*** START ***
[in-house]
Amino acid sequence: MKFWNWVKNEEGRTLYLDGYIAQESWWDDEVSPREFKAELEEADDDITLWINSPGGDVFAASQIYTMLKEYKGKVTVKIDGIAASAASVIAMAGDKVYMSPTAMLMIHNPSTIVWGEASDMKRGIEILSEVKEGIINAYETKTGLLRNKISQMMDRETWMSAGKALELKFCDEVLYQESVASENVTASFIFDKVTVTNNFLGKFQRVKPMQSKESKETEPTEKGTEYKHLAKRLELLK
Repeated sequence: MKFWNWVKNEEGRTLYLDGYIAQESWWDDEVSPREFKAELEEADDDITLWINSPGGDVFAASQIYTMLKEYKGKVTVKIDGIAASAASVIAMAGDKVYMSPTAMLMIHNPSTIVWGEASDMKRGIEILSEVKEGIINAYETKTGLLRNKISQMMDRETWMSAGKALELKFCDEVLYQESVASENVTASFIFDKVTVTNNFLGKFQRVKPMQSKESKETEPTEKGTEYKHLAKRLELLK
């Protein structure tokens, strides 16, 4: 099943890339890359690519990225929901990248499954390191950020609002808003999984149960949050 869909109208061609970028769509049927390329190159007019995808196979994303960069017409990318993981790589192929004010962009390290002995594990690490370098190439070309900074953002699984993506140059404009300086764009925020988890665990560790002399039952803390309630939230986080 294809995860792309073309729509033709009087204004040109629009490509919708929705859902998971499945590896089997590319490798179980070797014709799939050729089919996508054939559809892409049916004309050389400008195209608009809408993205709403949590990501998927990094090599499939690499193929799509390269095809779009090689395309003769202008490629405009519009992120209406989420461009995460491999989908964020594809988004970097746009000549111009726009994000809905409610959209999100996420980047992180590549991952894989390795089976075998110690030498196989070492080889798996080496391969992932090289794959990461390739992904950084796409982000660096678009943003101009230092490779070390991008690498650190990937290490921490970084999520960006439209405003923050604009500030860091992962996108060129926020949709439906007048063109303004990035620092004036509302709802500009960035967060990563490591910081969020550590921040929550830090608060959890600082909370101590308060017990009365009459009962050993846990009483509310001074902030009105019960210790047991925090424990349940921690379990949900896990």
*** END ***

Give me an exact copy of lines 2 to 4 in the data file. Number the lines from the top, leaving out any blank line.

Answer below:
Amino acid sequence: MKFWNWVKNEEGRTLYLDGYIAQESWWDDEVSPREFKAELEEADDDITLWINSPGGDVFAASQIYTMLKEYKGKVTVKIDGIAASAASVIAMAGDKVYMSPTAMLMIHNPSTIVWGEASDMKRGIEILSEVKEGIINAYETKTGLLRNKISQMMDRETWMSAGKALELKFCDEVLYQESVASENVTASFIFDKVTVTNNFLGKFQRVKPMQSKESKETEPTEKGTEYKHLAKRLELLK
Repeated sequence: MKFWNWVKNEEGRTLYLDGYIAQESWWDDEVSPREFKAELEEADDDITLWINSPGGDVFAASQIYTMLKEYKGKVTVKIDGIAASAASVIAMAGDKVYMSPTAMLMIHNPSTIVWGEASDMKRGIEILSEVKEGIINAYETKTGLLRNKISQMMDRETWMSAGKALELKFCDEVLYQESVASENVTASFIFDKVTVTNNFLGKFQRVKPMQSKESKETEPTEKGTEYKHLAKRLELLK
């Protein structure tokens, strides 16, 4: 099943890339890359690519990225929901990248499954390191950020609002808003999984149960949050 869909109208061609970028769509049927390329190159007019995808196979994303960069017409990318993981790589192929004010962009390290002995594990690490370098190439070309900074953002699984993506140059404009300086764009925020988890665990560790002399039952803390309630939230986080 294809995860792309073309729509033709009087204004040109629009490509919708929705859902998971499945590896089997590319490798179980070797014709799939050729089919996508054939559809892409049916004309050389400008195209608009809408993205709403949590990501998927990094090599499939690499193929799509390269095809779009090689395309003769202008490629405009519009992120209406989420461009995460491999989908964020594809988004970097746009000549111009726009994000809905409610959209999100996420980047992180590549991952894989390795089976075998110690030498196989070492080889798996080496391969992932090289794959990461390739992904950084796409982000660096678009943003101009230092490779070390991008690498650190990937290490921490970084999520960006439209405003923050604009500030860091992962996108060129926020949709439906007048063109303004990035620092004036509302709802500009960035967060990563490591910081969020550590921040929550830090608060959890600082909370101590308060017990009365009459009962050993846990009483509310001074902030009105019960210790047991925090424990349940921690379990949900896990």